Current commercially available nutrient sensors on the market cost a considerable amount to make, maintain and deploy due to the high-power requirements, size and reagent consumption. Therefore, less sensors are deployed leading to a reduction in the data being obtained. To overcome this problem new and emerging technologies must be considered. The development of nutrient sensors that are reliable, robust, easy to use and cost-effective are the solution to this problem.

How easy has it been to access the technology required for your research work?

JO:
Nowadays, there is more open science, open-source access and data sharing making it easier for researchers to avail of different technologies. Cloud-based software has changed the way researchers collect and store data. Sophisticated algorithms collect enormous amounts of data instantly and can then be used to analyze the data to predict or recognize patterns. The use of free open-source technology such as GIS, USGS and Scihub, enables high resolution data collection and processing which is important for my project.

I think it has leveled the playing field as all universities have access to a variety of open-source software and are better able to integrate them into projects. I think it has opened another line of communication between both industry and academia, which is beneficial to both parties.

Has the technology you have access to influenced your studies?

JO:
Yes, it has allowed for free open-source software to enhance studies and increase knowledge. The integrated and coordinated sectors of communication and computation have led to a rise in connected devices that are low-powered, highly accurate and cost effective. The increase in new technologies facilitate web-based data services such as cloud storage. New data management technologies have been accelerated with artificial intelligence. This has enabled me to avail of coding, designing, data processing, data acquisition and data storage elements to enhance the quality of my research.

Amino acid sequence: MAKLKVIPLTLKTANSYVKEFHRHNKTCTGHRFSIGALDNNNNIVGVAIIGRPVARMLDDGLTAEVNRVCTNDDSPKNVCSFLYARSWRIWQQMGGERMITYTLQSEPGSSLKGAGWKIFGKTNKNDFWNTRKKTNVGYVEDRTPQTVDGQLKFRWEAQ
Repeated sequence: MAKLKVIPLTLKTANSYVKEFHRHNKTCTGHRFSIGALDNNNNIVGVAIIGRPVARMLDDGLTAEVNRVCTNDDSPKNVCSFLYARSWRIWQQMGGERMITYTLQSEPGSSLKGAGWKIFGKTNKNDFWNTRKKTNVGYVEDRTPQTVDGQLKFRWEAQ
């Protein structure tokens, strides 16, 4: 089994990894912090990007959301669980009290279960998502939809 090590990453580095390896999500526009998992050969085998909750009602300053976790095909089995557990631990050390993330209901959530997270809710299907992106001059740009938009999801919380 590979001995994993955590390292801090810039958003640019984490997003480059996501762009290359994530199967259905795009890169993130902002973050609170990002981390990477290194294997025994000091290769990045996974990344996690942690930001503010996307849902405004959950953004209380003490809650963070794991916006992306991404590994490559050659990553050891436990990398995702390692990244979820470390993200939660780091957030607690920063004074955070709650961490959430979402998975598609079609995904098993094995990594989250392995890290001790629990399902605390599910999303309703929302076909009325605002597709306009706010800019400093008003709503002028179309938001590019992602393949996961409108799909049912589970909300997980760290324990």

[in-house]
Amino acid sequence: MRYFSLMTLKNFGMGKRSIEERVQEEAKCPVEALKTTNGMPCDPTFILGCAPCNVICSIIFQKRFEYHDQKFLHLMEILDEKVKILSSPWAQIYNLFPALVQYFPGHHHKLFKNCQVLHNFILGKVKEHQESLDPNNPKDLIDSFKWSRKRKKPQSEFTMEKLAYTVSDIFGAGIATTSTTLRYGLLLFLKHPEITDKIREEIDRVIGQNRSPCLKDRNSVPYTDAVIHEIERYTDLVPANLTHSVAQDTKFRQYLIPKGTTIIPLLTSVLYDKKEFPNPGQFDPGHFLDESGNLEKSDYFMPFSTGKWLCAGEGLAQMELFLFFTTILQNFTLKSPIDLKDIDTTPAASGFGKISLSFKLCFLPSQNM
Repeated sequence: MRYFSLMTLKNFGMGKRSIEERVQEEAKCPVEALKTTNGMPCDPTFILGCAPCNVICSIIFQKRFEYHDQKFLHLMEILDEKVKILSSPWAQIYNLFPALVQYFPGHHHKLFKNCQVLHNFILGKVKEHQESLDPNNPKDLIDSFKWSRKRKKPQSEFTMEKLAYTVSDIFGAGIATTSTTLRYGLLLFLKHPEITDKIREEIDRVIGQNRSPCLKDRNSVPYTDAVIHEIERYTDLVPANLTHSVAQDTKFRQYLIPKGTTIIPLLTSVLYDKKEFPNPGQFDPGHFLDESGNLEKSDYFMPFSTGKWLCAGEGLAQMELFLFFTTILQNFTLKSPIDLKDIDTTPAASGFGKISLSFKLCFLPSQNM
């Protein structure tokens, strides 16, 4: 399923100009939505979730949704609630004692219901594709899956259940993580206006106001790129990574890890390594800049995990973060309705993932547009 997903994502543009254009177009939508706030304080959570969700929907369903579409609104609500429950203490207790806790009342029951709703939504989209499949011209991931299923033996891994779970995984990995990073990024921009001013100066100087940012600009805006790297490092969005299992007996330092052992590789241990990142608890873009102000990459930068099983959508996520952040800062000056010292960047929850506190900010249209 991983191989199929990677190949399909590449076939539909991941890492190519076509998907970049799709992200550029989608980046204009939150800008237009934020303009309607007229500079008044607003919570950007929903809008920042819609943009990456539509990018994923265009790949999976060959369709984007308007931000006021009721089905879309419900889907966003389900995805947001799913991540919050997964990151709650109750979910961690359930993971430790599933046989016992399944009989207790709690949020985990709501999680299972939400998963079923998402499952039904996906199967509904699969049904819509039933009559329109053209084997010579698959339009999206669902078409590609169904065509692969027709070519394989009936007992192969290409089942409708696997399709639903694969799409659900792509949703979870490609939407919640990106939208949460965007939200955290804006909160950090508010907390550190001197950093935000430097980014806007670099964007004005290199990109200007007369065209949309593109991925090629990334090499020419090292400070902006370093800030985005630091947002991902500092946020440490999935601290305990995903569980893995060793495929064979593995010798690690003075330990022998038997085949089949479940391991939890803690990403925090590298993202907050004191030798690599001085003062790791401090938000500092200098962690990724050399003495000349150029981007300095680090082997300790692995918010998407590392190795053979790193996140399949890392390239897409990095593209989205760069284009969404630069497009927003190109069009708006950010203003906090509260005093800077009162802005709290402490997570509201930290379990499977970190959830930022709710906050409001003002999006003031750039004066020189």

Social media platforms provide a great opportunity to promote your research and present it to a wider audience. It can also provide access to current information within your area of interest and allow you to communicate with colleagues and other researchers.

Have you been given opportunities to interact with industry and companies to progress your research?

JO:
Yes, throughout my PhD I have been given the opportunity to attend different conferences throughout Europe and engage in conversation with people from both academia and industry. For example, I presented a poster at the annual Catchment Science Conference run by Teasgasc where I got to discuss the idea for my sensor and how it will impact and improve water quality monitoring in catchments.

I am also a member of the Maxon Young Engineers Program (YEP), which provides assistance to projects with electrical components. Researcher support programs are a great way of interacting and bridging the gap between research and industry.

During my bachelor’s degree in Analytical Science, I carried out a placement in a pharmaceutical company (Pfizer). I also carried out an internship for a computer technology company (Oracle) during my degree. This was a great opportunity to develop my interpersonal skills, work as part of a team and get a taste for working in an industrial environment. I think these two internships were of great benefit to me and would recommend undergraduate students to take advantage of opportunities like these.

As a result of your studies and research work, what do you envisage your career destination as being?

JO:
 My PhD was a multidisciplined project covering aspects of engineering, physics, chemistry and environmental monitoring. From studying and working in these areas I have developed a vast skill set. After completing my PhD, I envision myself in industry, implementing and broadening the skills I have learned which I believe could be applied to a number of different industries.

How prepared do you consider yourself to be for real-world achievement?

JO:
The expertise I have gained in my field of research comes second to the other skills I have acquired throughout my PhD; discipline, self-management, analysis and problem-solving abilities, interpersonal and leadership skills. I feel that these transferable skills will help me when embarking on the journey of real-world achievement.

Catch up on the previous instalment of Science Futures, an interview with Tijmen Bos, here


Find out about some of the common themes to come out of the project here.

Meet the Authors
Anna MacDonald
Anna MacDonald
Science Writer
Karen Steward PhD
Karen Steward PhD
Senior Science Writer